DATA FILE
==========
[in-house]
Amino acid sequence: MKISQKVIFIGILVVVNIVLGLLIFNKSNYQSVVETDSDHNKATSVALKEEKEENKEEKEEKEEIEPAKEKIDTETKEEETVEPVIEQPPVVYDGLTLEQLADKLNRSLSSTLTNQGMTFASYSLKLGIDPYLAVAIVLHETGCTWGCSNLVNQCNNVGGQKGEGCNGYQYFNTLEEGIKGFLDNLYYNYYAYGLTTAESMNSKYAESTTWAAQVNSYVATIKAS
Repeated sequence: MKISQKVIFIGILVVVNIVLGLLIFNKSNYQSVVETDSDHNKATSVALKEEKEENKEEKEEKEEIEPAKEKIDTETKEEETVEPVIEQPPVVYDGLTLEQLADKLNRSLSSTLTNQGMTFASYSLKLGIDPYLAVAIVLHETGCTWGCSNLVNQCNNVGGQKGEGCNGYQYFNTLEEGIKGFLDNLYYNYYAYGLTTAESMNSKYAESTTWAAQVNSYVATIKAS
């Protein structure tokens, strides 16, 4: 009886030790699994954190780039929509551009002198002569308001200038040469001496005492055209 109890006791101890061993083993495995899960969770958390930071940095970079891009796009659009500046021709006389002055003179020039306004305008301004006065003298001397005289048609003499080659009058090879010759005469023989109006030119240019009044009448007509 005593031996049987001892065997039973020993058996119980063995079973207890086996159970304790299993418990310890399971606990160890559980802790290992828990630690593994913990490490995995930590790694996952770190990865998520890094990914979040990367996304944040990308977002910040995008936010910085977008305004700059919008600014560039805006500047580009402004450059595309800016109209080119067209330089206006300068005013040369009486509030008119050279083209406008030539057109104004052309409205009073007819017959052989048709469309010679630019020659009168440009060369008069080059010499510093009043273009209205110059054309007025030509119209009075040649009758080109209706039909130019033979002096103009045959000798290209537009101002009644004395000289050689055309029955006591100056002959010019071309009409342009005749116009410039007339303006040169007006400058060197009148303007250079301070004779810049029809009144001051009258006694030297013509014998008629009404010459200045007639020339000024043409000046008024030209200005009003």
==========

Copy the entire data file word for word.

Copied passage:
[in-house]
Amino acid sequence: MKISQKVIFIGILVVVNIVLGLLIFNKSNYQSVVETDSDHNKATSVALKEEKEENKEEKEEKEEIEPAKEKIDTETKEEETVEPVIEQPPVVYDGLTLEQLADKLNRSLSSTLTNQGMTFASYSLKLGIDPYLAVAIVLHETGCTWGCSNLVNQCNNVGGQKGEGCNGYQYFNTLEEGIKGFLDNLYYNYYAYGLTTAESMNSKYAESTTWAAQVNSYVATIKAS
Repeated sequence: MKISQKVIFIGILVVVNIVLGLLIFNKSNYQSVVETDSDHNKATSVALKEEKEENKEEKEEKEEIEPAKEKIDTETKEEETVEPVIEQPPVVYDGLTLEQLADKLNRSLSSTLTNQGMTFASYSLKLGIDPYLAVAIVLHETGCTWGCSNLVNQCNNVGGQKGEGCNGYQYFNTLEEGIKGFLDNLYYNYYAYGLTTAESMNSKYAESTTWAAQVNSYVATIKAS
């Protein structure tokens, strides 16, 4: 009886030790699994954190780039929509551009002198002569308001200038040469001496005492055209 109890006791101890061993083993495995899960969770958390930071940095970079891009796009659009500046021709006389002055003179020039306004305008301004006065003298001397005289048609003499080659009058090879010759005469023989109006030119240019009044009448007509 005593031996049987001892065997039973020993058996119980063995079973207890086996159970304790299993418990310890399971606990160890559980802790290992828990630690593994913990490490995995930590790694996952770190990865998520890094990914979040990367996304944040990308977002910040995008936010910085977008305004700059919008600014560039805006500047580009402004450059595309800016109209080119067209330089206006300068005013040369009486509030008119050279083209406008030539057109104004052309409205009073007819017959052989048709469309010679630019020659009168440009060369008069080059010499510093009043273009209205110059054309007025030509119209009075040649009758080109209706039909130019033979002096103009045959000798290209537009101002009644004395000289050689055309029955006591100056002959010019071309009409342009005749116009410039007339303006040169007006400058060197009148303007250079301070004779810049029809009144001051009258006694030297013509014998008629009404010459200045007639020339000024043409000046008024030209200005009003």